Some people are afraid to express their true feelings about an issue because they fear that doing so will disappoint their partner or make him or her uncomfortable. But if you hold back, it won't be good for your relationship.
Rosie is madly in love with Gabe, who has proposed marriage. He wants her to quit her job and move to a distant city with him, where he's been offered a job. Yes, she says, although it flashes through her mind that she'll miss being near her close family and friends; and she'll have to quit a job she likes that pays well. She says nothing about her doubts because she fears upsetting him.
Actually, by expressing her reservations, Rosie would be giving Gabe a gift. She would be allowing him to respond to her sensitively. He can't read her mind. If she doesn't share her thoughts and feelings, how can she expect him to consider them?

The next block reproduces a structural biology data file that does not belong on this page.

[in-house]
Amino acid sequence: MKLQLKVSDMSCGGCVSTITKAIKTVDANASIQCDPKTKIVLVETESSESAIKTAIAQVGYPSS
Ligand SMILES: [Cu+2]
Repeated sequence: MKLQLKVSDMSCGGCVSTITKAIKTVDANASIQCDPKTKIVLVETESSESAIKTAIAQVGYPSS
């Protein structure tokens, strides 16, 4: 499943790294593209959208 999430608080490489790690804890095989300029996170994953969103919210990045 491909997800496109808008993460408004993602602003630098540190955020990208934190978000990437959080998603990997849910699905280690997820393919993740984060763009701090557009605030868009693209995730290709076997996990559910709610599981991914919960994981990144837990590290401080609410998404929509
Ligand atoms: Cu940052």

If Rosie silently goes along with his wishes by moving and is then unhappy, she is likely to feel victimized and resentful, and the relationship will suffer.
What if Rosie were to say to Gabe, "I'm not sure I'm ready to move. I like having my friends and family nearby and I love my job?" If a happy marriage is more important to Gabe than moving to a faraway city with a resentful wife, he might well be willing to either stay put for the time being or to consider alternatives that both would find acceptable.
Perhaps Rosie would be willing to move on a trial basis for a year with the understanding that if she or he wants to move back in a year then they will. If he has a job and she does not, perhaps they can agree on how they will handle finances if she is unemployed. Maybe they'll agree in advance of moving that she'll fly back to see friends and family for a week or so at least once every few months.
Be Honest and Respectful
When both people are compatible and respectful, honest about how they feel and what they want, and communicate effectively, they are likely to reach an agreement that satisfies both of them--sometimes called a "win-win" solution. Emotionally healthy partners want each other to be happy.